A former bail bondsman in McDuffie and Columbia counties was arrested Friday by federal agents and local police after being accused of soliciting someone to harm an Augusta attorney and an Appling resident.
The arrest warrant also alleges that he solicited someone to rape the Appling man's wife.
Danny Lee Savage Sr., of the 6200 block of Keg Creek Drive, Appling, was charged with one count of criminal attempted rape, one count of solicitation of rape, two counts of criminal attempted aggravated battery and two counts of solicitation of aggravated battery, said Columbia County sheriff's Capt. Steve Morris.
Agents with the Federal Bureau of Investigation and the Columbia County Sheriff's Office arrested Mr. Savage at about 11:30 a.m. in front of the Applebee's on North Belair Road in Evans. Mr. Savage was taken to the Columbia County Detention Center with no bond set.
"It was a joint investigation, but much credit goes to the FBI," Capt. Morris said, adding that he could not discuss how the FBI got involved, nor could he provide information about the person who had been solicited to commit the alleged crimes until after a preliminary hearing. "They (the FBI) originated the investigation, and then we began working jointly on it."
According to the arrest warrant, Mr. Savage is accused of attempting to pay someone "to maliciously cause bodily harm ... by serious disfigurement" to Richard Ingram, an attorney who unsuccessfully ran in 2004 for Columbia County Magistrate Judge, and Billy L. Morris, who lives on the same street as Mr. Savage. The warrant also accuses Mr. Savage of attempting to pay someone to rape Mr. Morris' wife, Ethel D. Morris.
The crimes solicited were not acted upon, and police do not believe they will be, Capt. Morris said.
"We have identified and notified these individuals of today's developments," Capt. Morris said. "... We don't believe they are in any jeopardy. There's no cause for concern beyond this point."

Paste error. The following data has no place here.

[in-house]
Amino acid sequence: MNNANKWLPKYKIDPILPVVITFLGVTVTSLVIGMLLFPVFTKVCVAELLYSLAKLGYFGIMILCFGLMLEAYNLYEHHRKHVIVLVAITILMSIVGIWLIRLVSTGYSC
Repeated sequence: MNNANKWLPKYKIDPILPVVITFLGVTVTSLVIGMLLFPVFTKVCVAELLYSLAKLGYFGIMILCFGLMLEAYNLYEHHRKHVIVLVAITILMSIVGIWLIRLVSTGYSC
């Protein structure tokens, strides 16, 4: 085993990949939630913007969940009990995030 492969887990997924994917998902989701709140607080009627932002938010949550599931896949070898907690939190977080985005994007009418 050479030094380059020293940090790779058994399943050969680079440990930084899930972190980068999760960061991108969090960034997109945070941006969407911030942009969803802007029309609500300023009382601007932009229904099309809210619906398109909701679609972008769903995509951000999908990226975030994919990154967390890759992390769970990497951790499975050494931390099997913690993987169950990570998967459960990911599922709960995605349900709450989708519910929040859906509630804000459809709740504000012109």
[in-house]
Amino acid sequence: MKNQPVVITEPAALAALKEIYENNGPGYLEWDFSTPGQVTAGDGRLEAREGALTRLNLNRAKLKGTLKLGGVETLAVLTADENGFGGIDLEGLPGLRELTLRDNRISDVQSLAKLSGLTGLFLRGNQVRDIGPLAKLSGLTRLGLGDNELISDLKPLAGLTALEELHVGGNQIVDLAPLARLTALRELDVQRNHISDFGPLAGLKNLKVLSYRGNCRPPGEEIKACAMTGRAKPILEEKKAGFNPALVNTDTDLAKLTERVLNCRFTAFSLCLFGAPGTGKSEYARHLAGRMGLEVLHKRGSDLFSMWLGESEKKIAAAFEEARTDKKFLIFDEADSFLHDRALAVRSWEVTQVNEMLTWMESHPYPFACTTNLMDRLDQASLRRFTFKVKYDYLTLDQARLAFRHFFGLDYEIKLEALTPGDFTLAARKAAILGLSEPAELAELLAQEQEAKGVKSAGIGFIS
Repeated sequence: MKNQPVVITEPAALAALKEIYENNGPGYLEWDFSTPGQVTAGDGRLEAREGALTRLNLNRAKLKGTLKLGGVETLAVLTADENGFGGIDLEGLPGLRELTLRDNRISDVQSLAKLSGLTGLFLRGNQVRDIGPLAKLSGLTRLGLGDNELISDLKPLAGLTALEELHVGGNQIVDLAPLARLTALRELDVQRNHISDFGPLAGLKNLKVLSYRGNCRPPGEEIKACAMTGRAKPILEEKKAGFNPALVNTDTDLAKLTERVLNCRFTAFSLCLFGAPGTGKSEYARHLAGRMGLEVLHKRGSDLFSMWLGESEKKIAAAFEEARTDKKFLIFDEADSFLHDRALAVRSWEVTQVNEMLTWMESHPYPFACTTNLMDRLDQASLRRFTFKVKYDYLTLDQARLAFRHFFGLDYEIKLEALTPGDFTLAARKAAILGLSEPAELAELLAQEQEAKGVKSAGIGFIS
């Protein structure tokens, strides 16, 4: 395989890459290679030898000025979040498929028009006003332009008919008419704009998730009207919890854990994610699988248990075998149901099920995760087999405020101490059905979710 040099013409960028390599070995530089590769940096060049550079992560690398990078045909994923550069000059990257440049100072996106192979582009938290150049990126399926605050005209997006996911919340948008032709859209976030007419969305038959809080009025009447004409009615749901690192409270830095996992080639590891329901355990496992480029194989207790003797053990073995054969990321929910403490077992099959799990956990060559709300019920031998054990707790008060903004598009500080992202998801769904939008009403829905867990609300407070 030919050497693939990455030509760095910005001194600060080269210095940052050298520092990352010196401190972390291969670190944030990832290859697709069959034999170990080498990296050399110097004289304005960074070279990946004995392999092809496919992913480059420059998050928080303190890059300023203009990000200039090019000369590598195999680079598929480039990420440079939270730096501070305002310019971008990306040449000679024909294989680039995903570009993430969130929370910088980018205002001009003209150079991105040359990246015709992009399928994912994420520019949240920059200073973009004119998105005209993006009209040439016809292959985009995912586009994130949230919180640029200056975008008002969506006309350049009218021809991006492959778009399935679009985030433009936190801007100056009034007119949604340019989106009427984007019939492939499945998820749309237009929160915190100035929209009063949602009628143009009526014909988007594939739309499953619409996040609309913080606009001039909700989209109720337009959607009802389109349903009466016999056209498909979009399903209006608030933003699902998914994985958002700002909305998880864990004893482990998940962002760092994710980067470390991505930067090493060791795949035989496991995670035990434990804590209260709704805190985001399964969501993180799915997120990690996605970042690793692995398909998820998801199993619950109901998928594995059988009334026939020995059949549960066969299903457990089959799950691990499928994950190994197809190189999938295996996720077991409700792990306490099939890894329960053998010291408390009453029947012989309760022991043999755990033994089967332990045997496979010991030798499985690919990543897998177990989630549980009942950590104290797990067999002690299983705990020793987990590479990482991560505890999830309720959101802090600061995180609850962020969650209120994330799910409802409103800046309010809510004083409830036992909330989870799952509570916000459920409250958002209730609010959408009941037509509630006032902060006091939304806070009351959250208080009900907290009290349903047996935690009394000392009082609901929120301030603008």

Mr. Ingram said Friday that he had been told about the threats weeks ago by authorities.
"I'm thankful that the FBI did a good job," he said. "When they called me, I just said, 'Y'all make sure to protect me and my family,' and they did. And I'm proud of them."
Mr. Ingram said he can think of a few reasons why such a threat might have been made against him. He said that he has known Mr. Savage since they attended Westside High School together and that he has known Mr. Morris since about 1992.
Mr. Ingram said he had represented Mr. Morris in a civil suit against Mr. Savage after a case in which Mr. Morris was charged with making terroristic threats against Mr. Savage. An indictment on the criminal charge was not granted by the grand jury, allowing Mr. Morris to then file suit against Mr. Savage. In the civil suit, however, a judge ruled in favor of Mr. Savage, according to court documents.
According to a courtroom transcript, Mr. Ingram also represented Paul M. Davis Jr., a twice-convicted drug dealer who was released in October after judges agreed to allow his father to pay $70,000 in additional fines.
The transcript states that Mr. Davis had worked with authorities to tape Mr. Savage in an attempt to gain information.
"He recorded Mr. Savage when he came into his place of business, and that recording was heard by Danny Craig, at which time Danny (Savage) had threatened to have somebody knock me off," Mr. Ingram said in the August transcript.
On Friday, Mr. Ingram said he believes his representation of Mr. Davis also might have played a part in an alleged threat against him.
Besides Mr. Savage's arrest Friday, he is facing a prior charge of theft by receiving stolen property stemming from a 2004 arrest in which he is accused of having a $22,000 tractor that had been reported stolen from Grovetown's John Deere Commercial Products plant. That case was scheduled for court early this week but was postponed.
A message left for Mr. Morris at his home and one left for the Savage family at Mr. Savage's home were not immediately returned Friday.
Staff Writers Valerie Rowell, Sandy Hodson and Jason Smith contributed to this article.
Reach Preston Sparks at 868-1222, ext. 115, or email@example.com.